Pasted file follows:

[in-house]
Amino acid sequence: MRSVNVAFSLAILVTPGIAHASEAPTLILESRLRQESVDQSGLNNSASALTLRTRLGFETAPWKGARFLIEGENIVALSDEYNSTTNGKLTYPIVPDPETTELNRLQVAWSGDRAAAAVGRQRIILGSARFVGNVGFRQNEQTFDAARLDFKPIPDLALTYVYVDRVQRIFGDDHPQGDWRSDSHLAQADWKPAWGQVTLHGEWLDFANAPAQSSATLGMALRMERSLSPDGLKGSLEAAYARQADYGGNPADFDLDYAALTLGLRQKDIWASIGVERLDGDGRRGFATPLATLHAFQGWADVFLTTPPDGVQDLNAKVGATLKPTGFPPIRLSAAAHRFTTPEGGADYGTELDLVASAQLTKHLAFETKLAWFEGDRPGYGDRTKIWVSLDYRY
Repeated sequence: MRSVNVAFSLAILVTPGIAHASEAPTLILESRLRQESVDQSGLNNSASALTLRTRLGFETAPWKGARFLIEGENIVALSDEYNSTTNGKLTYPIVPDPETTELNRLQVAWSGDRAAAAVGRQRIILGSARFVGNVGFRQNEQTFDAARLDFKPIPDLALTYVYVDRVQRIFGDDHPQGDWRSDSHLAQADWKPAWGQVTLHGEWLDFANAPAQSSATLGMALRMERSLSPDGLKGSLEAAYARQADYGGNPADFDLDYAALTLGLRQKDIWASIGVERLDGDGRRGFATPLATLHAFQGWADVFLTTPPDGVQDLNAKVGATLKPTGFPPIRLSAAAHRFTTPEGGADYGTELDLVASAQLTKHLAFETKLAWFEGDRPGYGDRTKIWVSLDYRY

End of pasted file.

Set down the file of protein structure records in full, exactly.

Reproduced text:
[in-house]
Amino acid sequence: MRSVNVAFSLAILVTPGIAHASEAPTLILESRLRQESVDQSGLNNSASALTLRTRLGFETAPWKGARFLIEGENIVALSDEYNSTTNGKLTYPIVPDPETTELNRLQVAWSGDRAAAAVGRQRIILGSARFVGNVGFRQNEQTFDAARLDFKPIPDLALTYVYVDRVQRIFGDDHPQGDWRSDSHLAQADWKPAWGQVTLHGEWLDFANAPAQSSATLGMALRMERSLSPDGLKGSLEAAYARQADYGGNPADFDLDYAALTLGLRQKDIWASIGVERLDGDGRRGFATPLATLHAFQGWADVFLTTPPDGVQDLNAKVGATLKPTGFPPIRLSAAAHRFTTPEGGADYGTELDLVASAQLTKHLAFETKLAWFEGDRPGYGDRTKIWVSLDYRY
Repeated sequence: MRSVNVAFSLAILVTPGIAHASEAPTLILESRLRQESVDQSGLNNSASALTLRTRLGFETAPWKGARFLIEGENIVALSDEYNSTTNGKLTYPIVPDPETTELNRLQVAWSGDRAAAAVGRQRIILGSARFVGNVGFRQNEQTFDAARLDFKPIPDLALTYVYVDRVQRIFGDDHPQGDWRSDSHLAQADWKPAWGQVTLHGEWLDFANAPAQSSATLGMALRMERSLSPDGLKGSLEAAYARQADYGGNPADFDLDYAALTLGLRQKDIWASIGVERLDGDGRRGFATPLATLHAFQGWADVFLTTPPDGVQDLNAKVGATLKPTGFPPIRLSAAAHRFTTPEGGADYGTELDLVASAQLTKHLAFETKLAWFEGDRPGYGDRTKIWVSLDYRY